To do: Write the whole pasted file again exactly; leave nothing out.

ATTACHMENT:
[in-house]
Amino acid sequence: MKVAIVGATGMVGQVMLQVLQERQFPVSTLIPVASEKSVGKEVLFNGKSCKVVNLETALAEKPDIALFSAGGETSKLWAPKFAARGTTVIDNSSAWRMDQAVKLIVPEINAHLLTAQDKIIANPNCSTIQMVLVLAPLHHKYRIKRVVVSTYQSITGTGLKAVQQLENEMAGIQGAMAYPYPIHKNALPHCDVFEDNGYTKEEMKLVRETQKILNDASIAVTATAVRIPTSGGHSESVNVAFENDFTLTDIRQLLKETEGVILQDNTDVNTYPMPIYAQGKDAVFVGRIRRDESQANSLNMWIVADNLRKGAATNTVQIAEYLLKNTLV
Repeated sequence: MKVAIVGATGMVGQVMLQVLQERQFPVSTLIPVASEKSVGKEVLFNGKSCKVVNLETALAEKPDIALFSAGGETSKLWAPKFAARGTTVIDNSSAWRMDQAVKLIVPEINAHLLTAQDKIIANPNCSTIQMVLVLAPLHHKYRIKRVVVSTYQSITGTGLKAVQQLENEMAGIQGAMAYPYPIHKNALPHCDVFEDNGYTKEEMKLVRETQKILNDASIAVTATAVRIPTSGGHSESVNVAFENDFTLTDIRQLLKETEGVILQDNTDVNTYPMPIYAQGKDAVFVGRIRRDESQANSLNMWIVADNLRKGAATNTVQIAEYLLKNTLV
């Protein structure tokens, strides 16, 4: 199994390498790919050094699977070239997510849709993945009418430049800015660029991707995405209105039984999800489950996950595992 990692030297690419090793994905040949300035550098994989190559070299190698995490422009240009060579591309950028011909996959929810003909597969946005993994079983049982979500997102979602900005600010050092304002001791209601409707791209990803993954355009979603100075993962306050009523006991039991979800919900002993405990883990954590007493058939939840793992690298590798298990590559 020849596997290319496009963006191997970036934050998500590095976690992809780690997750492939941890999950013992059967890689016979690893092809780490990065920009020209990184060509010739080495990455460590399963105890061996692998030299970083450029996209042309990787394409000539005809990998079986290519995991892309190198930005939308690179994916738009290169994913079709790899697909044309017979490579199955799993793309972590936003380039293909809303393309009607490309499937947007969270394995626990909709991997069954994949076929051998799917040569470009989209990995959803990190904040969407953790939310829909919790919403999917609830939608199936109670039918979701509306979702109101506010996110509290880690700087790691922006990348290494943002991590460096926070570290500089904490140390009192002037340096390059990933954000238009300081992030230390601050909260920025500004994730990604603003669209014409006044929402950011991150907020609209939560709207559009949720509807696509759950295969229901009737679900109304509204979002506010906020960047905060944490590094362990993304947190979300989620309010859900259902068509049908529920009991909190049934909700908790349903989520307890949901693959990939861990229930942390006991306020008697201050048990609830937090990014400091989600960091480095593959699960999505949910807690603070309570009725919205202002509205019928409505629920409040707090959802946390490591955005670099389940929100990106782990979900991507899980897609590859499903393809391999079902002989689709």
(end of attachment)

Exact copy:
[in-house]
Amino acid sequence: MKVAIVGATGMVGQVMLQVLQERQFPVSTLIPVASEKSVGKEVLFNGKSCKVVNLETALAEKPDIALFSAGGETSKLWAPKFAARGTTVIDNSSAWRMDQAVKLIVPEINAHLLTAQDKIIANPNCSTIQMVLVLAPLHHKYRIKRVVVSTYQSITGTGLKAVQQLENEMAGIQGAMAYPYPIHKNALPHCDVFEDNGYTKEEMKLVRETQKILNDASIAVTATAVRIPTSGGHSESVNVAFENDFTLTDIRQLLKETEGVILQDNTDVNTYPMPIYAQGKDAVFVGRIRRDESQANSLNMWIVADNLRKGAATNTVQIAEYLLKNTLV
Repeated sequence: MKVAIVGATGMVGQVMLQVLQERQFPVSTLIPVASEKSVGKEVLFNGKSCKVVNLETALAEKPDIALFSAGGETSKLWAPKFAARGTTVIDNSSAWRMDQAVKLIVPEINAHLLTAQDKIIANPNCSTIQMVLVLAPLHHKYRIKRVVVSTYQSITGTGLKAVQQLENEMAGIQGAMAYPYPIHKNALPHCDVFEDNGYTKEEMKLVRETQKILNDASIAVTATAVRIPTSGGHSESVNVAFENDFTLTDIRQLLKETEGVILQDNTDVNTYPMPIYAQGKDAVFVGRIRRDESQANSLNMWIVADNLRKGAATNTVQIAEYLLKNTLV
């Protein structure tokens, strides 16, 4: 199994390498790919050094699977070239997510849709993945009418430049800015660029991707995405209105039984999800489950996950595992 990692030297690419090793994905040949300035550098994989190559070299190698995490422009240009060579591309950028011909996959929810003909597969946005993994079983049982979500997102979602900005600010050092304002001791209601409707791209990803993954355009979603100075993962306050009523006991039991979800919900002993405990883990954590007493058939939840793992690298590798298990590559 020849596997290319496009963006191997970036934050998500590095976690992809780690997750492939941890999950013992059967890689016979690893092809780490990065920009020209990184060509010739080495990455460590399963105890061996692998030299970083450029996209042309990787394409000539005809990998079986290519995991892309190198930005939308690179994916738009290169994913079709790899697909044309017979490579199955799993793309972590936003380039293909809303393309009607490309499937947007969270394995626990909709991997069954994949076929051998799917040569470009989209990995959803990190904040969407953790939310829909919790919403999917609830939608199936109670039918979701509306979702109101506010996110509290880690700087790691922006990348290494943002991590460096926070570290500089904490140390009192002037340096390059990933954000238009300081992030230390601050909260920025500004994730990604603003669209014409006044929402950011991150907020609209939560709207559009949720509807696509759950295969229901009737679900109304509204979002506010906020960047905060944490590094362990993304947190979300989620309010859900259902068509049908529920009991909190049934909700908790349903989520307890949901693959990939861990229930942390006991306020008697201050048990609830937090990014400091989600960091480095593959699960999505949910807690603070309570009725919205202002509205019928409505629920409040707090959802946390490591955005670099389940929100990106782990979900991507899980897609590859499903393809391999079902002989689709």